Siebel also faces a credibility problem in its customer-satisfaction surveys, which the company relies on both to report how happy its customers are and to reward its employees. Siebel executives often note that its surveys are conducted by a rigorous, independent third-party firm called Satmetrix in nearby Mountain View, Calif. What Siebel neglected to point out is that it is a minority investor in Satmetrix, and that Siebel board member James Gaither is also on the Satmetrix board. Tom Siebel professes no knowledge of Satmetrix's finances and says his company's dealings with Satmetrix are at arm's length. But the coziness has irked analysts, who generally weren't aware of the connection. "They never told us when we were looking at the slides," complains Morgan Stanley's Charles Phillips.
Analysts and their investor clients are just as grumpy about Siebel's share price. Though its balance sheet is rock solid--Siebel has $2 billion in cash and equivalents--the company will face a math problem of its own making when business improves. Perhaps more than any other Silicon Valley company, Siebel has relied heavily on stock options to compensate employees. It has issued so many options--247 million at an average exercise price of $23.81--that at the end of last year, employee options amounted to 52% of undiluted shares outstanding. This so-called overhang, big even by Silicon Valley standards, means that the higher the stock price, the more likely employees exercising options will dilute shares owned by public investors. Analyst Patrick Walravens of JMP Securities in San Francisco estimates that at $10 per share--near the current level--options represent a 10% dilution of Siebel shares. At $20, the dilution would be 16%, and at $30 it would be 31%. In other words, says Walravens, "the dilution gets worse the better Siebel does. To justify a $30 stock price, they require 31% more earnings than otherwise would be the case."
Characteristically, Tom Siebel is not only unrepentant about the options grants but proud of them. He notes that the company raised a total of $60 million through its IPO and a subsequent offering, in the process creating what's currently about $4.2 billion of value for stockholders. Sharing the wealth with employees was always part of the plan. "The reason I didn't use venture capital was that I really wanted to have an employee-owned company," he says. "It's a great capitalist story. At the same time it's a Marxist dream, the workers owning the means of production. I wouldn't do it any differently."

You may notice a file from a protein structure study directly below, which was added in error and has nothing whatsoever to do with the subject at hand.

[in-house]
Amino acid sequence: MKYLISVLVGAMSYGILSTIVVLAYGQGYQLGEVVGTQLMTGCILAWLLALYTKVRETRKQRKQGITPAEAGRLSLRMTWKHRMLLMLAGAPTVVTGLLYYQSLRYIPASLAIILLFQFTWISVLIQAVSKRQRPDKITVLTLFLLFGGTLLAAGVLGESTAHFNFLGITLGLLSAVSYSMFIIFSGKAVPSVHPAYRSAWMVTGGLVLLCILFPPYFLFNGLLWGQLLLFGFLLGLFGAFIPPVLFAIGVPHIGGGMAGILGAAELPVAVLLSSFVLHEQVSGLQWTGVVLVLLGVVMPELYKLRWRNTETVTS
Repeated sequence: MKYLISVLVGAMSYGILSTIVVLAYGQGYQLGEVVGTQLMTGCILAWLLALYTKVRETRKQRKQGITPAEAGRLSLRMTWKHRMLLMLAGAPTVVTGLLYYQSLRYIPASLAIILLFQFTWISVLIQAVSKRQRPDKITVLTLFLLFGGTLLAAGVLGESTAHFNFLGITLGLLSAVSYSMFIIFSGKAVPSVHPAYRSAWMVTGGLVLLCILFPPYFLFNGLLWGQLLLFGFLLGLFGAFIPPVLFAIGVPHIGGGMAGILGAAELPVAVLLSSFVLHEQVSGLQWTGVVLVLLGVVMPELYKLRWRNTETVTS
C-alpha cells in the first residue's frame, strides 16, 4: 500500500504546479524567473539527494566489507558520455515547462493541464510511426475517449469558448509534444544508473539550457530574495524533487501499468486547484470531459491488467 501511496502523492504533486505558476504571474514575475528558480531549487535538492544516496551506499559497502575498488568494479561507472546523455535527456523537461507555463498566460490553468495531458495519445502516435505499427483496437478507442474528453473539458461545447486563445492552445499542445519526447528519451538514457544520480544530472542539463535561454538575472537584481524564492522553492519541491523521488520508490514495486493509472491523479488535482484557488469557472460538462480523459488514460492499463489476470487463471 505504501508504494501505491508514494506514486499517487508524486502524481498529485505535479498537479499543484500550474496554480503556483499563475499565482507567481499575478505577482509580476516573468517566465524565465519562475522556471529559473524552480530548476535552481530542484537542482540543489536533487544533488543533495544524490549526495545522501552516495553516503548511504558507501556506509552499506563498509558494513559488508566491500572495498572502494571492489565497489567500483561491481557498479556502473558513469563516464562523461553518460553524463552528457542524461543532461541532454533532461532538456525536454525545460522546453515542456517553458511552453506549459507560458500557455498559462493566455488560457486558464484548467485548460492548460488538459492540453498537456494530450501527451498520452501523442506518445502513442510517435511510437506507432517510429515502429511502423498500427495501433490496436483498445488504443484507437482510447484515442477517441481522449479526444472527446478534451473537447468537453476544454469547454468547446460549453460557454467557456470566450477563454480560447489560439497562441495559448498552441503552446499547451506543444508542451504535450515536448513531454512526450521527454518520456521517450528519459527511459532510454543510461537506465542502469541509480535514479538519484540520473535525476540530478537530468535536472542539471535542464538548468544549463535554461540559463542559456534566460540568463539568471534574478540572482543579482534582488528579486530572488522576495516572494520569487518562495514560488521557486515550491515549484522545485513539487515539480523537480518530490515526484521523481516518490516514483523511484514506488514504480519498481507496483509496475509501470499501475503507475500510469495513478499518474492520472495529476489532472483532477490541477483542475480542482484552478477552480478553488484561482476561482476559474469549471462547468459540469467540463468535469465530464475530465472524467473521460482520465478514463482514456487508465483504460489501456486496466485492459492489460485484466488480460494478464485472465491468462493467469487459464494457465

Even if his name weren't on the door--or on everything else, for that matter--there'd be no disputing that Tom Siebel embodies Siebel Systems. In an interview in the large conference room adjoining his office, he sprinkles his comments with phrases like "my software" and "I have a small investment in" when it's the company's software and the company's investment he means. As he reaches for a pen to illustrate a point, a press aide quickly slides a blank sheet of paper underneath his raised hand so that the CEO can draw away. His Mercedes CL 600 coupe is parked in an unmarked spot next to the entrance of headquarters, making it easy for aides to check from their windows whether the boss is in the building.
Because Siebel has been outspoken in the past and willing to knock his rivals, the competition is happy to gloat today. Noting that Tom Siebel declared publicly in January that he could buy PeopleSoft--now worth over $1 billion more than Siebel Systems--but wasn't interested, PeopleSoft CEO Conway cracks, "Tom saying he's not interested in buying PeopleSoft is like Canada saying it's not interested in buying the United States."
Despite the stock's plunge, Siebel's 13.6% stake in his company makes him worth nearly $600 million. An undergraduate history major and still a history buff, Siebel is philosophical that the downturn is temporary and that the business climate has become unduly harsh. "Every CEO is a crook and every priest is a pedophile," he muses.
Longtime believers still believe in the company's prospects. "I would never bet against Tom," says David Ketsdever, a software entrepreneur who once was one of Siebel's investment bankers. Adds Emeric McDonald, a former portfolio manager with Amerindo Investment Advisors when it was a large Siebel shareholder: "Siebel's top management is chameleon-like. They're just good athletes."
For his part, says Siebel, all that's required is patience. When business turned bad, he replaced his goals, which every employee can read on the company intranet, with bare-boned directives: Continue to generate cash, keep product quality and customer satisfaction high, maintain market share. "That's it," says Siebel. "Keep it real simple. We're hunkering down and waiting for the storm to be over."
In the meantime, he has gone out of the prediction-making business. "I don't pretend to be an economic guru," he says. "It was my best professional judgment that the market would pick up in [the first and second quarters], and I was wrong. I'll take my shots on that. In hindsight, things are pretty clear to everybody, right?"
Fair enough. In the technology industry, the past doesn't count for very much. As for the future, it seems that nobody, not even Tom Siebel, has a crystal ball.